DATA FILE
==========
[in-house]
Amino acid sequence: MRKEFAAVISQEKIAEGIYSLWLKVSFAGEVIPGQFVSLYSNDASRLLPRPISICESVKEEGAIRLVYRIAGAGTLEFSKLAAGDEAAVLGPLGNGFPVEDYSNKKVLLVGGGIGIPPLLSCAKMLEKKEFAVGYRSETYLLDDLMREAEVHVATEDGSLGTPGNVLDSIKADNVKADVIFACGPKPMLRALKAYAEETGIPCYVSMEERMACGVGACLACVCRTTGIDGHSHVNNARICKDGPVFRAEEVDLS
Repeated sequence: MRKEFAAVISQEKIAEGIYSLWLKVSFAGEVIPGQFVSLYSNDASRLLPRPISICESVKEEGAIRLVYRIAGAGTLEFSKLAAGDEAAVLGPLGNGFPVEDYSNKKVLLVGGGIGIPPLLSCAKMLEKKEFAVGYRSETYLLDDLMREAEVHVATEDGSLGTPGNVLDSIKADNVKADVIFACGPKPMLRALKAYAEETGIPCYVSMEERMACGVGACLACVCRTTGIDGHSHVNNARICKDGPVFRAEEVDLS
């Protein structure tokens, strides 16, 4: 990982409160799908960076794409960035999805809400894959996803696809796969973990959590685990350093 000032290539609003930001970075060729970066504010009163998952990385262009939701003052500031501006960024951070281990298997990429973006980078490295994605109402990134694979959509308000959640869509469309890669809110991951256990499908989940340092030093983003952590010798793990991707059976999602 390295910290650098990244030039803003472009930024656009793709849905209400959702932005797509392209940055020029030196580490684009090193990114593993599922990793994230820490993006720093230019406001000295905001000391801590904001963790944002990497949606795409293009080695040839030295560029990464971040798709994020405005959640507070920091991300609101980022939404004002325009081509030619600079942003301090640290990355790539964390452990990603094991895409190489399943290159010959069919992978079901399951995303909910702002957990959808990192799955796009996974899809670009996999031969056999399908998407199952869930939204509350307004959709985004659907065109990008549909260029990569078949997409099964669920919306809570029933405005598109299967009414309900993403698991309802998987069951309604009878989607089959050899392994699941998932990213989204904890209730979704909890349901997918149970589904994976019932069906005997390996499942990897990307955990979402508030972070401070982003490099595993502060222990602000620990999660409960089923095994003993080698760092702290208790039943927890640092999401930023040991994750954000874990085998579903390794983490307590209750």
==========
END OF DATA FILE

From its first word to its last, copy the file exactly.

[in-house]
Amino acid sequence: MRKEFAAVISQEKIAEGIYSLWLKVSFAGEVIPGQFVSLYSNDASRLLPRPISICESVKEEGAIRLVYRIAGAGTLEFSKLAAGDEAAVLGPLGNGFPVEDYSNKKVLLVGGGIGIPPLLSCAKMLEKKEFAVGYRSETYLLDDLMREAEVHVATEDGSLGTPGNVLDSIKADNVKADVIFACGPKPMLRALKAYAEETGIPCYVSMEERMACGVGACLACVCRTTGIDGHSHVNNARICKDGPVFRAEEVDLS
Repeated sequence: MRKEFAAVISQEKIAEGIYSLWLKVSFAGEVIPGQFVSLYSNDASRLLPRPISICESVKEEGAIRLVYRIAGAGTLEFSKLAAGDEAAVLGPLGNGFPVEDYSNKKVLLVGGGIGIPPLLSCAKMLEKKEFAVGYRSETYLLDDLMREAEVHVATEDGSLGTPGNVLDSIKADNVKADVIFACGPKPMLRALKAYAEETGIPCYVSMEERMACGVGACLACVCRTTGIDGHSHVNNARICKDGPVFRAEEVDLS
């Protein structure tokens, strides 16, 4: 990982409160799908960076794409960035999805809400894959996803696809796969973990959590685990350093 000032290539609003930001970075060729970066504010009163998952990385262009939701003052500031501006960024951070281990298997990429973006980078490295994605109402990134694979959509308000959640869509469309890669809110991951256990499908989940340092030093983003952590010798793990991707059976999602 390295910290650098990244030039803003472009930024656009793709849905209400959702932005797509392209940055020029030196580490684009090193990114593993599922990793994230820490993006720093230019406001000295905001000391801590904001963790944002990497949606795409293009080695040839030295560029990464971040798709994020405005959640507070920091991300609101980022939404004002325009081509030619600079942003301090640290990355790539964390452990990603094991895409190489399943290159010959069919992978079901399951995303909910702002957990959808990192799955796009996974899809670009996999031969056999399908998407199952869930939204509350307004959709985004659907065109990008549909260029990569078949997409099964669920919306809570029933405005598109299967009414309900993403698991309802998987069951309604009878989607089959050899392994699941998932990213989204904890209730979704909890349901997918149970589904994976019932069906005997390996499942990897990307955990979402508030972070401070982003490099595993502060222990602000620990999660409960089923095994003993080698760092702290208790039943927890640092999401930023040991994750954000874990085998579903390794983490307590209750």